Tony Vinyoh is a journalist and creative writer from the Southern Cameroons, the English-speaking region of the Republic of Cameroon in West/Central Africa.
He began his career in journalism in 2014 as a health reporter for a private non-profit. He has since gone on to work with some of the top names in the business of storytelling, including Fodor’s Travel, the BBC, Culture Trip, and Blinkist.
Tony's approach to journalism involves uncovering the small things that may be ignored by outsiders and believes in the importance of respecting and upholding the dignity and rights of all individuals, regardless of their background.
Through his writing, Tony aims to shine a light on important stories and issues that may be overlooked by mainstream media.
Quitting – actually the smarter choice
In 2017, Tony made the decision to quit his job as a health writer after three years, feeling that the stories had become predictable and he wasn’t making progress as a writer. He started freelancing in 2018, and while it took some time before he started making any money, he quickly realized he had made a smart choice.
“I was killing myself for less than US$150 a month as a health reporter,” he said.
“For the first few years, I managed to make the same amount on my own. I could do all of the work in a week and then spend the rest of the time pitching and learning. Working from home meant I was spending significantly lower on food, transport, clothes, and airtime. The net income went up on the same salary.”
While Tony initially had no particular area of expertise, he quickly found that he was fascinated by human beings, their history, culture, and motivations. Coming from a place with a deep history of discrimination and violence, Tony believes that it’s important to acknowledge the small things outsiders ignore.
“Dignity and respect don’t feature enough at international conferences, but they fuel countless conflicts,” he shared.
Interestingly, Tony’s unique perspective has actually allowed him to write about a wide range of subjects, including tech, fashion, business, music, sports, and politics.
However, he particularly enjoys writing about history and culture. As a minority writer writing about the suffering of his own people, Tony believes that it helps to work with professionals who can help him question his own beliefs and observations.
“I also get to explain to them what it looks and feels like,” he says. “I don’t always like the results, but we can always agree on facts based on what evidence we have at the moment.”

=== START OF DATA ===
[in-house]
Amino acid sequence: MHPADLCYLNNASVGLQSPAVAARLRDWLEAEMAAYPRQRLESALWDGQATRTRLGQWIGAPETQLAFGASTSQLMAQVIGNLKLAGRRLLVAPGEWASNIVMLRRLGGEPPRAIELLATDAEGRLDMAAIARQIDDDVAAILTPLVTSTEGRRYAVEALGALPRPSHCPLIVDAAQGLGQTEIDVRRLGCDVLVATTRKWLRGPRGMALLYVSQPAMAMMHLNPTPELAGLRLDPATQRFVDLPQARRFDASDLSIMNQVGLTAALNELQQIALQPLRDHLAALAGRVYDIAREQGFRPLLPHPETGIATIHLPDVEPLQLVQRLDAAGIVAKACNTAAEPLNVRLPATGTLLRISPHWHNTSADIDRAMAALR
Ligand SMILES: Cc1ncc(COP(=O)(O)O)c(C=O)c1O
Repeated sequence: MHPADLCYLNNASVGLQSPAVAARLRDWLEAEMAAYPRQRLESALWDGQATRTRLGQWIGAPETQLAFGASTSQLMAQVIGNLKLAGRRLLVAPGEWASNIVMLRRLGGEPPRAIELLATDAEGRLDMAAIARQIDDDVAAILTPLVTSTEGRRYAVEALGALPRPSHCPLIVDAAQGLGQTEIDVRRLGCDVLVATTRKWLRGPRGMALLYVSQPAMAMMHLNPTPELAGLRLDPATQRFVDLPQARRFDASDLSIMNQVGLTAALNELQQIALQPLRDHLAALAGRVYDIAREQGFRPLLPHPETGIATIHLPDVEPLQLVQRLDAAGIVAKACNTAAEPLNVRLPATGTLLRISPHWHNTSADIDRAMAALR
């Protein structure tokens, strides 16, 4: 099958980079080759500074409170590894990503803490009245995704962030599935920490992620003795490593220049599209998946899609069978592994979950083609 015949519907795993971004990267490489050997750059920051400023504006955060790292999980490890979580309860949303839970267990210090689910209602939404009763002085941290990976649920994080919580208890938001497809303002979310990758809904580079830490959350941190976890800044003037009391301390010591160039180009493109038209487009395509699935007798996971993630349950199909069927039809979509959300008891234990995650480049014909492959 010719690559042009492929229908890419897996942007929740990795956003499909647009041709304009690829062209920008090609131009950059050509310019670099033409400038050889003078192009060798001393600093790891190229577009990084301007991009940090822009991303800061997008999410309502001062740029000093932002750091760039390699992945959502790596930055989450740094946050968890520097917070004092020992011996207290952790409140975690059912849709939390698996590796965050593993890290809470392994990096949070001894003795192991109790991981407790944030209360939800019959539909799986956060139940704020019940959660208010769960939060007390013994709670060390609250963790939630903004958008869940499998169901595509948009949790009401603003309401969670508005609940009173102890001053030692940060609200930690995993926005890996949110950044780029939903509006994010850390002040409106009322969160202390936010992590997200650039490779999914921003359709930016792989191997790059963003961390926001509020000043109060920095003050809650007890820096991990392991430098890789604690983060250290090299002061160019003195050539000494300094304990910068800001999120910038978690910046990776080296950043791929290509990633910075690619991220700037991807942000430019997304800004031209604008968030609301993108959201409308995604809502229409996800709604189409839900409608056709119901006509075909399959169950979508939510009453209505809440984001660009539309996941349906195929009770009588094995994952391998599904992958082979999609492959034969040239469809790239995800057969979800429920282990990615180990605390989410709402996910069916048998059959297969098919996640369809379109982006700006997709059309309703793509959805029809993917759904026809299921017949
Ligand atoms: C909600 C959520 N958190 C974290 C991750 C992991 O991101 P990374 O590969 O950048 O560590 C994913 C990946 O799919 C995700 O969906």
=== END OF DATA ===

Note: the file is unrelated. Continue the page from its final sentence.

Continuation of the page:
One aspect of inclusion that Tony has discovered is the fact that it’s easier for him to say what foreign journalists can’t say about his people, even if they believe it to be true.
“I get less flak for writing the same thing others write because some readers believe the foreign journalist always has an agenda,” he says.
Personal freedom and financial flexibility
When it comes to personal freedom, Tony says that freelancing has allowed him to be much more flexible. He reviews his salary every six-to-twelve months and, when he has earned up to US$2,000 or more in a month, he pays rent, salary, and other heavy expenses in advance so that he can concentrate on his work.
“The extra went into savings, family, swimming, and travel. I’ve also been very flexible with my monthly allowance, giving myself the occasional bonus so that I don’t hate myself. I don’t mind living like a monk when I have to."
While freelancing has its challenges, Tony believes that it has been a rewarding experience.
“Once in a while, you get accused of being used by foreign media, or for not saying enough… but that’s part of the job,” he says.
“I’m now in a position where I see some of the best editors and producers do their magic and get to participate in my own small way."
One of the most memorable assignments Tony has had was writing an article for Fodor’s Travel about his grandfather’s funeral in what was originally the Southern Cameroons. What started as a simple story about life in the region turned into something much bigger when people from all over the world connected with it.
“Thanks to this article, I was able to write more stories about the country and the region and even received emails from people asking about the Anglophone war conflict in Cameroon, which some of them had never known about.”
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